CHARLESTON — He calls himself his “own harshest critic” and wishes he had more hours in the day to do the job he’s done for 20 years.
But Steve Ferguson also says he thinks his time as Coles County state’s attorney has been marked by a willingness to prosecute difficult cases, including if they didn’t turn out in his side’s favor.
“I’ve not been afraid to lose,” he said. “I just try to do the right thing for the right reason to the best of my ability.”
A Mattoon resident, Ferguson has spent nearly all his life, personally and professionally, in Coles County. He was elected to five terms as state’s attorney, first in 1992, and often explained his reason for running for the office as it was what he felt he needed to do.
So, since he didn’t seek re-election this year, does he feel differently now?
“Probably so,” he replied. “The last time I ran, I felt that way but not quite.”
Ferguson’s term actually ended Friday, though new State’s Attorney Brian Bower won’t be sworn in until Monday. Ferguson, a Democrat, faced election opponents every four years and said he’s grateful for voters’ support, noting that the county often favors Republicans.
“I appreciate their forgiveness for my failings as well,” he added.
Again, though, he thinks the office was aggressive in prosecuting cases during his tenure. What some people don’t always understand is that that’s based on “the facts and the law,” he added.
Ferguson said there were “a number of successful prosecutions” over the years. Still, a murder case that caught widespread attention and came at a time when the death penalty was a topic of much discussion in state will always be tied to his time in office.
He mentioned it himself, the 2003 conviction of Anthony Mertz for the murder of Eastern Illinois University student Shannon McNamara two years before. Mertz received the death penalty a few weeks after then-Gov. George Ryan commuted the sentences of all prisoners on death row at the time.
“If we’d had our trial earlier, the sentence would have been commuted,” Ferguson noted. That did happen later, however, when current Gov. Pat Quinn commuted the state’s death sentences, including Mertz’s, to life in prison.
One memorable part of the Mertz case was how the prosecution tried to tie him to other crimes while trying to convince a jury to sentence him to death.
That included showing similarities between McNamara’s death and the murder of Charleston resident Amy Warner two years before. During the trial, Ferguson wouldn’t say if he thought Mertz did, in fact, commit that crime, but he’ll answer the question now.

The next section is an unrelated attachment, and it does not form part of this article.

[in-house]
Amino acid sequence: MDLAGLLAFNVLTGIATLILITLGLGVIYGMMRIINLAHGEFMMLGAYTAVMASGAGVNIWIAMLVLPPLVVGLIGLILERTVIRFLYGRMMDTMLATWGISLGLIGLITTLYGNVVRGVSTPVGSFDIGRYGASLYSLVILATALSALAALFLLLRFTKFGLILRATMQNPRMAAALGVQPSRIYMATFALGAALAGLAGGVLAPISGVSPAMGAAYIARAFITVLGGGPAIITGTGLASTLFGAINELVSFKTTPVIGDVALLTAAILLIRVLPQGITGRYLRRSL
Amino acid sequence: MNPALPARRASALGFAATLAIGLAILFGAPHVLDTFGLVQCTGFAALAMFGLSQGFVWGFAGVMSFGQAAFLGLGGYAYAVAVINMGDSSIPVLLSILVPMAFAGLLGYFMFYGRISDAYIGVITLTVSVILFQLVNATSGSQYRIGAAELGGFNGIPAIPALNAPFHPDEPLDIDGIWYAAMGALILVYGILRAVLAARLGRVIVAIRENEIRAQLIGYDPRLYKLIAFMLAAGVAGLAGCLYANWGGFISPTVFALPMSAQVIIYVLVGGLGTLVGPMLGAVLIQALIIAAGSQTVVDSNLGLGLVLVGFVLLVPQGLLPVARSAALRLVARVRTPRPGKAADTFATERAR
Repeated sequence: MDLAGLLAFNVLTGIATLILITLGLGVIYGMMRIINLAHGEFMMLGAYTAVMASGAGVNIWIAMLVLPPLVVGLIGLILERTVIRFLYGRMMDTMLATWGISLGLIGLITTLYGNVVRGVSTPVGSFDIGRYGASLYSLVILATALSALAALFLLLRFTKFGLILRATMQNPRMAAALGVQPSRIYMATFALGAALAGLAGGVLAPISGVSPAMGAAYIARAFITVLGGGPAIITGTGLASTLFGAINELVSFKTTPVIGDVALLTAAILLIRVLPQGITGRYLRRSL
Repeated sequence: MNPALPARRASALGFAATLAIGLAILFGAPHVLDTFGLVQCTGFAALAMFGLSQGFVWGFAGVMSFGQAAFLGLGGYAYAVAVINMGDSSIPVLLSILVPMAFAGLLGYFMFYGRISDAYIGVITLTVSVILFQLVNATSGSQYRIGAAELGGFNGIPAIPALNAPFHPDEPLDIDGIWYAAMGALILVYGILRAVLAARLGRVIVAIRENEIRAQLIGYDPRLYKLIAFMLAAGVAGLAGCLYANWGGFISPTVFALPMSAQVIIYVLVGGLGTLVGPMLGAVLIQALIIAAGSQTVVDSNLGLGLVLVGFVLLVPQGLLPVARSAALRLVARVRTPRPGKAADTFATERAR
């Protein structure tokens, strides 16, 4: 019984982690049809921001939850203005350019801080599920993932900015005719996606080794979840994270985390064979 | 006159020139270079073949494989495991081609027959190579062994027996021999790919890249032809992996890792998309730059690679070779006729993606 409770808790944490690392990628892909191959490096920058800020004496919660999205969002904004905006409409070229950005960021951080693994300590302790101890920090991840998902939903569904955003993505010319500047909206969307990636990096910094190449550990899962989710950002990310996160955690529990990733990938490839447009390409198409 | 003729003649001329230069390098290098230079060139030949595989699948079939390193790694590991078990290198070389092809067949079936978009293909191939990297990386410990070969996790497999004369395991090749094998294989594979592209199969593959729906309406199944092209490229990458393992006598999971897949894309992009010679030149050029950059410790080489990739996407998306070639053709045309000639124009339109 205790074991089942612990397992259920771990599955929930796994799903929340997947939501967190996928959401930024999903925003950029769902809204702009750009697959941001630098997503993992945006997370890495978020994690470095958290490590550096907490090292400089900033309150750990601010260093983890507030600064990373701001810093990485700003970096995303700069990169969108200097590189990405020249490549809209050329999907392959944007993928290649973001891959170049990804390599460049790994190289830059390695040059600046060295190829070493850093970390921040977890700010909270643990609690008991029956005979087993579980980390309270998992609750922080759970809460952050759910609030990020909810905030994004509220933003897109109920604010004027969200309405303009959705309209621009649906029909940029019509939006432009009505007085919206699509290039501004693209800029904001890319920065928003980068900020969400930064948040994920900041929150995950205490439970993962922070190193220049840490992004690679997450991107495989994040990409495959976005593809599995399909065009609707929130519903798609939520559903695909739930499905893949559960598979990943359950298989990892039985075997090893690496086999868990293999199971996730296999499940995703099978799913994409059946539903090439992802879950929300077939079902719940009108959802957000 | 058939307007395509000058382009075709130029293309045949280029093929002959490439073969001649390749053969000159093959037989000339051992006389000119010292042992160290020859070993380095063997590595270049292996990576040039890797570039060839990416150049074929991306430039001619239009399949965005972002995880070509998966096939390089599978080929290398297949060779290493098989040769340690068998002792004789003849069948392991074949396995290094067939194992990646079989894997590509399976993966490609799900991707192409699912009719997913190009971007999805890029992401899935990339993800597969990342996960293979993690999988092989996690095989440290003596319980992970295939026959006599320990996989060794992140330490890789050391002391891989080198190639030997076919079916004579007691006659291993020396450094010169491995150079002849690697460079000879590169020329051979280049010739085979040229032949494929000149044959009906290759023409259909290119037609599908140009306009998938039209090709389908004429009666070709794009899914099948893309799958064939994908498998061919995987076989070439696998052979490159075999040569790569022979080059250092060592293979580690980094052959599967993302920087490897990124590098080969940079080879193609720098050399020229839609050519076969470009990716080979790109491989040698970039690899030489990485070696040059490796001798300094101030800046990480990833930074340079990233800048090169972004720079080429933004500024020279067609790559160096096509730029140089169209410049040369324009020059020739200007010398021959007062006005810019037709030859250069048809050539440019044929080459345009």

“The evidence points that way,” he said.
The last two decades also saw what many call an “epidemic” of methamphetamine use and production, something Ferguson described as a “scourge on society.” Changes in state law helped, he noted, but he also gave credit to local authorities.
“I attribute that to the training of police officers,” he said. “I think it’s going on in other counties but not being recognized.”
He also praised Circuit Judge Mitchell Shick for leadership in implementing the county’s drug court program and its oversight for getting people off the cycle of drug use.
It so happens that Shick is the only person to beat Ferguson in an election. That was when they both ran for the judge’s position 10 years ago.
Other than that, Ferguson said, he’s never really thought about doing anything else. He said people have approached him about other work “but they did not feel right to me.”
He also said he didn’t really plan to stay in his home community for nearly all his professional life but “I was very glad I did.” It meant he and his family were able to spend time with his parents, he said.
Ferguson’s immediate plans are to take time off and relax. After that, there’s “nothing concrete,” though he’ll probably do some kind of work but he’s “not in a hurry.”
He mentioned some personal interests that will get his attention, “serious pleasure reading,” volunteering, gardening, music and among them.
Ferguson said he didn’t want to talk too much about his religion, but did say it’s what drove his career, a “desire to help others.”
“I felt like doing something socially worthwhile and worthwhile to my community,” he said. “I’ve tried to do that and enjoyed doing that. Now, it’s time to find a way to do that in a different capacity.”
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